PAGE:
We need to add more proving capabilities regarding transactions and receipts, which would require us to move to SSZ encoding of transactions, but apart from that, protocol-wise, we’re there. 

We can actually use this tech right now! In terms of UX, though, we need to get to a place where the light client is just running in the background and does not disrupt users or require additional steps from them.

It’s, of course, hard to force the adoption of something in a decentralized space, but we should be thinking about how to use incentives to promote this and how we might get MetaMask, Rainbow, etc, to consider it as well. 

The shift from Merkle to Verkle trees

Changing the data structure for greater efficiency—moving from the Merkle Patricia tree setup to the newer Verkle trees is a game-changer for light clients that would otherwise struggle with hefty proof sizes.

The introduction of Verkle trees addresses this concern via a new data structure. Through its innovative use of polynomial-based techniques, Verkle trees substantially reduce the size of proofs required for verification, making the process more manageable and streamlined for light clients. 

“The idea is that thanks to Verkle, you have small proofs. And because of that, you can provide light clients, let's call them stateless clients, with a way to verify everything that's been given so there's less trust involved.”

This update signifies a fundamental shift in how light clients interact with Ethereum's data, enhancing their capability to efficiently verify the blockchain's state without compromising on security or trust. 

Not only does this benefit the current light clients, but it also sets the stage for future innovations, creating a space where users can deal with Ethereum more smoothly, securely, and efficiently.

Should light clients be standardized across L1 and L2?

This is a somewhat controversial topic that’s currently up for debate. Per Guillaume, “I think we should not harmonize the data structure yet because L2s are experimenting, they are the move-fast-and-break-things people, and the L1 is more cautious and a bit more conservative.”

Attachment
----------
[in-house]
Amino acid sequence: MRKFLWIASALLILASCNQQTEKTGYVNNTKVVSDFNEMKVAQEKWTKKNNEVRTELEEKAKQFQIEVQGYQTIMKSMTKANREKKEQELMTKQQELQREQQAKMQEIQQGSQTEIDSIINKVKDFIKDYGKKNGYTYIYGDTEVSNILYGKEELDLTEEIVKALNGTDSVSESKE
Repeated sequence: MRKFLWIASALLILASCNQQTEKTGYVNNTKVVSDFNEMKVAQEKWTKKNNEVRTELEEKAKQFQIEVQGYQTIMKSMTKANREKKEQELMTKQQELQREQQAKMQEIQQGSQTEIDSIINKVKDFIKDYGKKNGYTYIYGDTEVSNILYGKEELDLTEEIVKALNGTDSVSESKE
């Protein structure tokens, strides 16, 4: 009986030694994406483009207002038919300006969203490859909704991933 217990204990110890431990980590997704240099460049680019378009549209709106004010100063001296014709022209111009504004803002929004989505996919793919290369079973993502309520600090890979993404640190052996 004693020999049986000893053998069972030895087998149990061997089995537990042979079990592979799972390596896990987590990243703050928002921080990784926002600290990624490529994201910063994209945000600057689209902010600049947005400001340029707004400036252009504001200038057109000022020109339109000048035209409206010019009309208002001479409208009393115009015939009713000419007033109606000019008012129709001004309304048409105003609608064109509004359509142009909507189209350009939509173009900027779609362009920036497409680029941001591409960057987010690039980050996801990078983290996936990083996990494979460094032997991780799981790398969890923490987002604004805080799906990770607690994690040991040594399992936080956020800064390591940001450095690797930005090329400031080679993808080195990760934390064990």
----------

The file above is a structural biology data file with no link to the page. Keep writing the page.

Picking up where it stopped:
The truth is that we likely need more time to consider standardization. What makes sense regarding timing is an open question, but we’re perhaps five to ten years before the community can even think about a harmonization process.

This delay is arguably justified by the complex nature of the Ethereum layers and the challenge of implementing changes due to the technologies and designs already in place. The bottom line: we should wait for a more suitable time for any potential standardization efforts, allowing for a more mature and stabilized Ethereum infrastructure.

The Light Client Summit @ DevConnect 🇹🇷

Ethereum builders from around the world are set to gather in Istanbul, Türkiye, next week for Devconnect—join us for the third iteration of Light Client Summit, featuring presentations and discussion on the direction of light client development!  

Can’t make it? Stay tuned on Twitter, join the conversation on Telegram, or get in on the action via Discord #light-clients.

This article is based on a recent Twitter Spaces, with light client enthusiasts Phil Ngo, Gajinder Singh (Lodestar), Guillaume Ballet (Geth), and Matt Garnett (EF).


Lodestar is the newest Ethereum consensus client built with TypeScript and maintained by ChainSafe. Our open-source client and libraries make developing on Ethereum accessible to the largest group of developers in the world. With a focus on light clients, Lodestar aims to improve the usability of verifiable blockchain data for all types of devices and their users.